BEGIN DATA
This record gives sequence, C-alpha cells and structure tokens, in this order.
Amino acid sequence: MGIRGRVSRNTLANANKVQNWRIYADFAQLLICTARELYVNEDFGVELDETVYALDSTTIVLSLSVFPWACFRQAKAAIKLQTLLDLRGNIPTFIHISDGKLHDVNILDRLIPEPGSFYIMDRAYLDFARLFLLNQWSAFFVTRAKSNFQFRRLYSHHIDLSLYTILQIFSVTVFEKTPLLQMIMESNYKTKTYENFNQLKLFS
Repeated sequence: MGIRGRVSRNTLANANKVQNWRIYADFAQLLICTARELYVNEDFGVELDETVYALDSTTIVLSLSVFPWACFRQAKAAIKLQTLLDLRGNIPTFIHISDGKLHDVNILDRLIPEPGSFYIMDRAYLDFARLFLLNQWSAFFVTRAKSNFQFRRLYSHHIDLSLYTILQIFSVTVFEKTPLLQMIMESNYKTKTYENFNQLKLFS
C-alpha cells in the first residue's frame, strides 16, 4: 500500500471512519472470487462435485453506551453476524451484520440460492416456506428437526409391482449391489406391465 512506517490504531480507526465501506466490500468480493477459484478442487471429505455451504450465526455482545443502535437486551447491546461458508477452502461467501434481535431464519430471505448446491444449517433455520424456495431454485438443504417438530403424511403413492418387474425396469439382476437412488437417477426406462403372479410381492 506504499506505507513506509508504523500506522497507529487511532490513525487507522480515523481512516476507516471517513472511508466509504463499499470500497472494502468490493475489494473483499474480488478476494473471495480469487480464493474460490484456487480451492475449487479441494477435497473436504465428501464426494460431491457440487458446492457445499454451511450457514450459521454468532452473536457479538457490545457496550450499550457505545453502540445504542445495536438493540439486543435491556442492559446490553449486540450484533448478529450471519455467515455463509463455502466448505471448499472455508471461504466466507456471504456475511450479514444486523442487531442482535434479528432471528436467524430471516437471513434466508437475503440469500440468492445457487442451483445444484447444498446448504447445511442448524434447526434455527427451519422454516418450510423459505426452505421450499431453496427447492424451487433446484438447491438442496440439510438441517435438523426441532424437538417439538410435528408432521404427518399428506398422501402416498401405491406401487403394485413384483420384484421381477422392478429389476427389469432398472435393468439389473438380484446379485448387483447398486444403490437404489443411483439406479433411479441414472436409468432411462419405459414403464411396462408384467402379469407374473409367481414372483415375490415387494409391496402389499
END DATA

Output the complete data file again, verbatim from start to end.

This record gives sequence, C-alpha cells and structure tokens, in this order.
Amino acid sequence: MGIRGRVSRNTLANANKVQNWRIYADFAQLLICTARELYVNEDFGVELDETVYALDSTTIVLSLSVFPWACFRQAKAAIKLQTLLDLRGNIPTFIHISDGKLHDVNILDRLIPEPGSFYIMDRAYLDFARLFLLNQWSAFFVTRAKSNFQFRRLYSHHIDLSLYTILQIFSVTVFEKTPLLQMIMESNYKTKTYENFNQLKLFS
Repeated sequence: MGIRGRVSRNTLANANKVQNWRIYADFAQLLICTARELYVNEDFGVELDETVYALDSTTIVLSLSVFPWACFRQAKAAIKLQTLLDLRGNIPTFIHISDGKLHDVNILDRLIPEPGSFYIMDRAYLDFARLFLLNQWSAFFVTRAKSNFQFRRLYSHHIDLSLYTILQIFSVTVFEKTPLLQMIMESNYKTKTYENFNQLKLFS
C-alpha cells in the first residue's frame, strides 16, 4: 500500500471512519472470487462435485453506551453476524451484520440460492416456506428437526409391482449391489406391465 512506517490504531480507526465501506466490500468480493477459484478442487471429505455451504450465526455482545443502535437486551447491546461458508477452502461467501434481535431464519430471505448446491444449517433455520424456495431454485438443504417438530403424511403413492418387474425396469439382476437412488437417477426406462403372479410381492 506504499506505507513506509508504523500506522497507529487511532490513525487507522480515523481512516476507516471517513472511508466509504463499499470500497472494502468490493475489494473483499474480488478476494473471495480469487480464493474460490484456487480451492475449487479441494477435497473436504465428501464426494460431491457440487458446492457445499454451511450457514450459521454468532452473536457479538457490545457496550450499550457505545453502540445504542445495536438493540439486543435491556442492559446490553449486540450484533448478529450471519455467515455463509463455502466448505471448499472455508471461504466466507456471504456475511450479514444486523442487531442482535434479528432471528436467524430471516437471513434466508437475503440469500440468492445457487442451483445444484447444498446448504447445511442448524434447526434455527427451519422454516418450510423459505426452505421450499431453496427447492424451487433446484438447491438442496440439510438441517435438523426441532424437538417439538410435528408432521404427518399428506398422501402416498401405491406401487403394485413384483420384484421381477422392478429389476427389469432398472435393468439389473438380484446379485448387483447398486444403490437404489443411483439406479433411479441414472436409468432411462419405459414403464411396462408384467402379469407374473409367481414372483415375490415387494409391496402389499